Once the speaker wires are located, we are going to wire in our MP3 player. We need an 1/8" stereo plug that ends in bare wires. If you have an old pair of ear buds or if your MP3 player came with a pair you are willing to sacrifice, simply cut the buds off the ends to create the cable we need. Carefully strip the wires from one side of the headphone cables (either the left or right speaker). Once you have stripped the wires, we are going to splice them into the handset speaker wires and our microswitch.

Figure 5: Wiring in the MP3 Player to the Phone.

In order to use the microswitch, we are going to find the "hook mechanism;" this is the piece that goes up and down when the handset is picked up. Depending on the type of phone you have chosen for this project, the next step might take some creativity. You will want to attach the microswitch to the moving piece of the hook mechanism so that when the phone is "on hook" (the handset is down), the connection to the speaker is open; when it's picked up ("off hook"), the connection is completed. I positioned my microswitch in such a way that the hook mechanism would push against it when the handset was down.

We want to wire one of the leads from our headset to the normally-closed position so that when the switch is released, the circuit is completed and the audio is allowed to play. Essentially, you will be breaking one side of the speaker connection with the microswitch.

You may need to remove most of the phone's internals to do this. That's okay, since we will want room inside to mount the MP3 player as well.

If you have followed these steps correctly, you should now be able to put a spooky MP3 of your choice onto the MP3 player and test out your work for the first part of this prop. Be sure to set your MP3 player to loop endlessly. Pick up the handset and make sure you can hear the player coming through the speaker.

If for any reason you cannot, be sure to check your wiring. These wires can often be very small and difficult to work with, so take your time and double-check your work. Be sure everything is working as it should, then reassemble the phone. If you picked a sufficiently small MP3 player, you should be able to hide it inside the phone itself. 

Figure 6: MP3 Player hidden in phone base.

There are plenty of great free spooky MP3 sounds you can download on the Internet, or you can make your own if you know how. Since we are using only one speaker, be sure to make your audio track of choice mono.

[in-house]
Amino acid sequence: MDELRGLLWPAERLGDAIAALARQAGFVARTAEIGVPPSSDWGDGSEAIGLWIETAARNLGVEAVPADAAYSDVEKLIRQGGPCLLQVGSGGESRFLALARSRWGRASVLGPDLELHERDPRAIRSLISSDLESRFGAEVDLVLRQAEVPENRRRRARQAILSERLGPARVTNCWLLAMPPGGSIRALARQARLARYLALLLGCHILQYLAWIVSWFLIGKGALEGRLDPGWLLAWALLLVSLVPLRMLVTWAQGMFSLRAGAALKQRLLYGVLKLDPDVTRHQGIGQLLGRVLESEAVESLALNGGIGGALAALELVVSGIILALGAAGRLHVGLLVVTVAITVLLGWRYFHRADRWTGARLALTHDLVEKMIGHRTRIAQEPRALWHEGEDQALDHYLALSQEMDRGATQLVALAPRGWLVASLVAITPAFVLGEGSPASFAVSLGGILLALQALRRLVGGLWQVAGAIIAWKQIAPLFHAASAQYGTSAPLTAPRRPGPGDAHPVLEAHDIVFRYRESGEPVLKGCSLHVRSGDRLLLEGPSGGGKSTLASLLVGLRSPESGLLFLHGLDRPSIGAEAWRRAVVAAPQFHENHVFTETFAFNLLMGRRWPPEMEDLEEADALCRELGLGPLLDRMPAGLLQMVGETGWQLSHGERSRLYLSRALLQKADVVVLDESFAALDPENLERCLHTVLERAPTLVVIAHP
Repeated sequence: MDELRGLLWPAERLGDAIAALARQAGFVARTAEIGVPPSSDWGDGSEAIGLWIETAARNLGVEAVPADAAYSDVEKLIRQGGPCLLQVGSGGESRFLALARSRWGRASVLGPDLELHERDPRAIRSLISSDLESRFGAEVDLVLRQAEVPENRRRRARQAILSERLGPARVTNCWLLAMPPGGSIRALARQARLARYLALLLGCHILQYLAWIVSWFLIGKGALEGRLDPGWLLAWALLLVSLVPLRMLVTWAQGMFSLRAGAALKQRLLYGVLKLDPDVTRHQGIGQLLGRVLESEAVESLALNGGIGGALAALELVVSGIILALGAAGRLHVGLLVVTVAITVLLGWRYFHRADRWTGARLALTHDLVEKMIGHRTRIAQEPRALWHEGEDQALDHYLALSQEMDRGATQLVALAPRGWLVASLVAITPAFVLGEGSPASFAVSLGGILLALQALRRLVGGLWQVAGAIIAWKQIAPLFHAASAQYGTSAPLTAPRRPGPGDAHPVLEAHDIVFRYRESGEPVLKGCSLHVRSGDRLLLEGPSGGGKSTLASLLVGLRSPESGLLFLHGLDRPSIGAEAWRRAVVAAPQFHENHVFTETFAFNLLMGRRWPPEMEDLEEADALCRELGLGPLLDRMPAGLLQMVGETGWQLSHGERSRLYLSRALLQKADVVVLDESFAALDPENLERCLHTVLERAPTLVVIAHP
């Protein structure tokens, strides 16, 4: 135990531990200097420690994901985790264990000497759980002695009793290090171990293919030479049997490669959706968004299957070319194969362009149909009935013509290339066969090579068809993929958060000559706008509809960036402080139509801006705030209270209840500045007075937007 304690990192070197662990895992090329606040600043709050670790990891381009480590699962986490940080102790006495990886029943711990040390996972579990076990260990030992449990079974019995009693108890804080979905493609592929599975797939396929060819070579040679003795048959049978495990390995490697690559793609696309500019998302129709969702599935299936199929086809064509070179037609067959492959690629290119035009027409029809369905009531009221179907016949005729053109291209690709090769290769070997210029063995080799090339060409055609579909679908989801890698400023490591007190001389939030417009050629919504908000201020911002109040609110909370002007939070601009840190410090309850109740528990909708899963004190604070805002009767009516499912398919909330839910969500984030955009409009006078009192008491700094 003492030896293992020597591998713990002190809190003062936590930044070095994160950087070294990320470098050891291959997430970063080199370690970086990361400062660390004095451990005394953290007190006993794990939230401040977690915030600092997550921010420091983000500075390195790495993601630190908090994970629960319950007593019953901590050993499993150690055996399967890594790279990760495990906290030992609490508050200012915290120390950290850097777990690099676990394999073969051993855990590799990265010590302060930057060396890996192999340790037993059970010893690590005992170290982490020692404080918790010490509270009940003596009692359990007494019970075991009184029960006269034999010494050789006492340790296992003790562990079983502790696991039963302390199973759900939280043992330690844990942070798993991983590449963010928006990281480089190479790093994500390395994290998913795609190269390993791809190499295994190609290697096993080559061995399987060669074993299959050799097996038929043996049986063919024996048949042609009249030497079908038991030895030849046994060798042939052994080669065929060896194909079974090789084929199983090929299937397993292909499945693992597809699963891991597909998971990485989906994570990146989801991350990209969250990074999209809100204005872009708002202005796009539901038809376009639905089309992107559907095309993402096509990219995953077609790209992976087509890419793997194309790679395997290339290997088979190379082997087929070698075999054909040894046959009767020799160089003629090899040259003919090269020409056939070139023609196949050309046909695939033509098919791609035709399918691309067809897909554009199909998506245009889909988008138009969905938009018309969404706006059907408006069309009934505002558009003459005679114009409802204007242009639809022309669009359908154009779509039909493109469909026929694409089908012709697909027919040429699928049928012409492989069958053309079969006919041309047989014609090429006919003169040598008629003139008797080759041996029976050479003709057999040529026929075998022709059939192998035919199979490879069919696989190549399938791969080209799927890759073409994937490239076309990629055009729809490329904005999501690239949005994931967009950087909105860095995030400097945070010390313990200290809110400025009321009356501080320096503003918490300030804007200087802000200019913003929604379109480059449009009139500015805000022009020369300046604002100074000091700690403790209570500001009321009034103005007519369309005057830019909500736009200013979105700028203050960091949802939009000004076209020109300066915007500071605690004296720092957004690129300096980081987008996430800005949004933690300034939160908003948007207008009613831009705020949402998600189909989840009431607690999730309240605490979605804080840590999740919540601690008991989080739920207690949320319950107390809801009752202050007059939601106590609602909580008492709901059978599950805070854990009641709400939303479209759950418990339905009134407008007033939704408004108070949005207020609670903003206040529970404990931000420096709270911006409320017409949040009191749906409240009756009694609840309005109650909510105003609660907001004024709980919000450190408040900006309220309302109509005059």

The second part of the prop allows the phone to ring when guests are near it and is much easier to make. To give the illusion of the phone's omnipresent sense for ringing, we are going to use an old-fashioned doorbell with a 2.5 inch bell and connect it to a wireless light outlet. The host can secretly hide the transmitter in their pocket or hand and control when the phone rings. These doorbells and the doorbell transformer can be found at most local hardware stores and online.

In order to hook the doorbell up to the wireless light outlet, we are going to use an old power cord for a PC and the doorbell transformer. The transformer will take the 120 VAC from the wireless light outlet and drop it down to a more usable 12-16 VAC for the doorbell itself.

Figure 7: The Doorbell Transformer hooked up to the Wireless Remote

Trim off the female end of the power cable and strip the wires back. Next, splice the end of the cable to the 120V side of the doorbell transformer and then wire the doorbell to the other side. Now, we can plug the cable into the outlet on the wireless transmitter, giving us a wireless ringer for the phone. You will need to turn the bell on and off by hand, so try to do so in a way that makes it sound like a phone ringing and not simply an endless ring.

Once the ringer is complete and tested, you can now hide it on the bottom of the table or desk that you are placing the phone on. Most tables and desks have a recessed area on the bottom which is perfect for hiding the mechanism. Practice a few times with the ringer to make sure you get the hang of making it sound like a phone, and be sure to stop once a guest picks up the handset! This prop is great because it has a nice startling effect of the loud bell ringing when people least expect it, and it's even creepier when guests realize they can answer the phone and hear the spooky voices from the other side.

This project was designed so that anyone could build it with simple-to-find parts, regardless of their skill level. A more advanced approach could be done using something such as an Arduino kit with an MP3 player board and PIR sensor to help automate the prop. You can find videos of the ghost phone in action at http://youtu.be/qx_Mujj_wbA.

For more fun Halloween project tips and ideas, be sure to check out my site at www.EerieAcresCemetery.comNV